Chemical softening has been considered mature technology for over 50 years, but still has its challenges. Surprisingly, it has received little attention for innovation. A designer should be careful not to extract textbook chemical softening and expect it to be reliable with RO, largely because the coagulants and flocculants considered safe for physical-chemical processes can foul a downstream membrane system. (An article on saltworkstech.com includes a more detailed background on chemical softening including procedures, chemical addition types and pictures of settling times.)
By applying modern automation and separation processes to solve these challenges, Saltworks’ BrineRefine is a compact RO-friendly chemical softener. Innovations include:
- Reduced footprint by replacing the reaction tanks and clarifier with an inline processing system
- Precision dosing by modern automation to prevent overdosing (wasted chemicals and added sludge) or underdosing (scale risk), including the ability to adjust with changing upstream chemistry
- Elimination of coagulants and floc, which can foul downstream ROs — forming a gel on the membrane that would require frequent chemical cleans
- Replacement of manually intensive sludge management techniques with semi-automated solids management technology, borrowed from a crystallizer technology – the SaltMaker
The controls communicate with any upstream and downstream RO to optimize total system performance. Wastewater treatment plants should not be designed or controlled as a linear train of independent unit operations passing water to each other. They should be considered as an integrated system, with each unit operation adjusting to its “sweet spot” as upstream conditions change. The systems’ view enables optimization of total system economics, reliability, energy, chemical consumption, recovery and capacity.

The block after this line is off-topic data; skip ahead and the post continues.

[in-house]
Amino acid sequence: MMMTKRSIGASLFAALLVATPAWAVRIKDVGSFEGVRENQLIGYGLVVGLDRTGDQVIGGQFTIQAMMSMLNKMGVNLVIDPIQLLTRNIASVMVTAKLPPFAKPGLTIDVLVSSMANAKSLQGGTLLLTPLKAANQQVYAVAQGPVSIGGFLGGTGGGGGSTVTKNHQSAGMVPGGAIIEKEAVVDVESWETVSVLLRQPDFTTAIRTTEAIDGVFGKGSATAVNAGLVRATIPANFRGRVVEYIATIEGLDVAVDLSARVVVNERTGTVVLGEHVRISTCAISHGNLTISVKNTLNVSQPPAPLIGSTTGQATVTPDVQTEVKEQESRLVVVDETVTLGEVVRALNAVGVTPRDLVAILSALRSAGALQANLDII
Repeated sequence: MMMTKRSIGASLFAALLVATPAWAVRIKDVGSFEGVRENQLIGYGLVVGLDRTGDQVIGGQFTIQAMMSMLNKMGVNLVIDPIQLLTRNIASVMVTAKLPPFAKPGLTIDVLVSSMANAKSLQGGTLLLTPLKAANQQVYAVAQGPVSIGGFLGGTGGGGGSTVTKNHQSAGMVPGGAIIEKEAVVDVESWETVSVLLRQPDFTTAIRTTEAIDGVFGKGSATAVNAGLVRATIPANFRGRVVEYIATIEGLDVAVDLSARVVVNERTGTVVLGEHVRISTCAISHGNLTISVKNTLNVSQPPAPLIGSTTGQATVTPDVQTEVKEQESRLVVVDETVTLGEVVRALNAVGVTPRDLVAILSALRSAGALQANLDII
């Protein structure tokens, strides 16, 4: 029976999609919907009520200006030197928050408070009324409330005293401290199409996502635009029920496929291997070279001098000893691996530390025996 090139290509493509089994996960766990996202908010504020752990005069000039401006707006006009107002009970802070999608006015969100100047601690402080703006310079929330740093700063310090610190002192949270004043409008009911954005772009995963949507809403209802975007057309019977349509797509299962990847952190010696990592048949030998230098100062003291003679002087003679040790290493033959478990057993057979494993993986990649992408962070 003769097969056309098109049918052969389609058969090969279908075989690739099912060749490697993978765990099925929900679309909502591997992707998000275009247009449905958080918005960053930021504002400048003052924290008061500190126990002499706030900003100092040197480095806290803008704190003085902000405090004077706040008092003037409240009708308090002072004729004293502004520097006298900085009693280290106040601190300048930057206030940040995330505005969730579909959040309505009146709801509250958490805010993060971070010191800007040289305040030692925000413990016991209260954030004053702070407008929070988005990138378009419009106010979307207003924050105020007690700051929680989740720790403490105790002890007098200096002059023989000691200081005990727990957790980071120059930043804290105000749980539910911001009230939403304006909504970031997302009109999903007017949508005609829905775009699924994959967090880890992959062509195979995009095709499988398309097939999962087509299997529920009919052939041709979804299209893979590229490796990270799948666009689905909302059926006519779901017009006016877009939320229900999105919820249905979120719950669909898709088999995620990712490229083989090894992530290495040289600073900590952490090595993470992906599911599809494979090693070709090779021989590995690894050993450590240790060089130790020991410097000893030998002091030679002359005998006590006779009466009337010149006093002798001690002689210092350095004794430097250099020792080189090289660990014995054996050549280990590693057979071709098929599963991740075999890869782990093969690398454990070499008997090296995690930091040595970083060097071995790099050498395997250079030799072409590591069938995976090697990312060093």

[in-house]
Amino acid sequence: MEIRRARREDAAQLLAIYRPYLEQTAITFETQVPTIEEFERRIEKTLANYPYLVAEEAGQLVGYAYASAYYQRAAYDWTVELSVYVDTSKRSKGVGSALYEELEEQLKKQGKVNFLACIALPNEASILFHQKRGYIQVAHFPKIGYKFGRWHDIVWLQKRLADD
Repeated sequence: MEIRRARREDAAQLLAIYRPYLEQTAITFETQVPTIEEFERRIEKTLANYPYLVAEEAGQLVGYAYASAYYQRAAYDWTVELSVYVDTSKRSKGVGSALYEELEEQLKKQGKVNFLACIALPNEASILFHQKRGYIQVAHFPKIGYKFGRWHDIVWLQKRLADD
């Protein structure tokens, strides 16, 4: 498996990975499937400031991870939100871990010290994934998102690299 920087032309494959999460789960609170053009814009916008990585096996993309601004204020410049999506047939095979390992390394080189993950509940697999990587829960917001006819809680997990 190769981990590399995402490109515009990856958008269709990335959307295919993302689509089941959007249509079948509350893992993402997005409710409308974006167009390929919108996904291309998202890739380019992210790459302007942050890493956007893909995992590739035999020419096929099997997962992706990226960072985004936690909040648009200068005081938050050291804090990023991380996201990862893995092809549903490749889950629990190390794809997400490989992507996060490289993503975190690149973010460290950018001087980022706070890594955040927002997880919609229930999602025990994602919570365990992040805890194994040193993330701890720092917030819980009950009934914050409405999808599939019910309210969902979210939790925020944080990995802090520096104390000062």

The system does not remove soluble organics. As RO recovery is driven to new limits, users must be cautious of organic accumulation in the secondary RO loop. This can require an organic treatment “kidney” in the circuit or plans for automated clean-in-place (CIP). Engineers skilled in high recovery treatment can advise for each specific situation.
Tips to optimize economics and achieve high recovery reliably
- Employ a primary RO to reduce volume for downstream processes. Ensure the controls of each unit operation are intelligently integrated such that downstream processes adjust to upstream changes in operations or feedwater to prevent reliability challenges or lost recovery.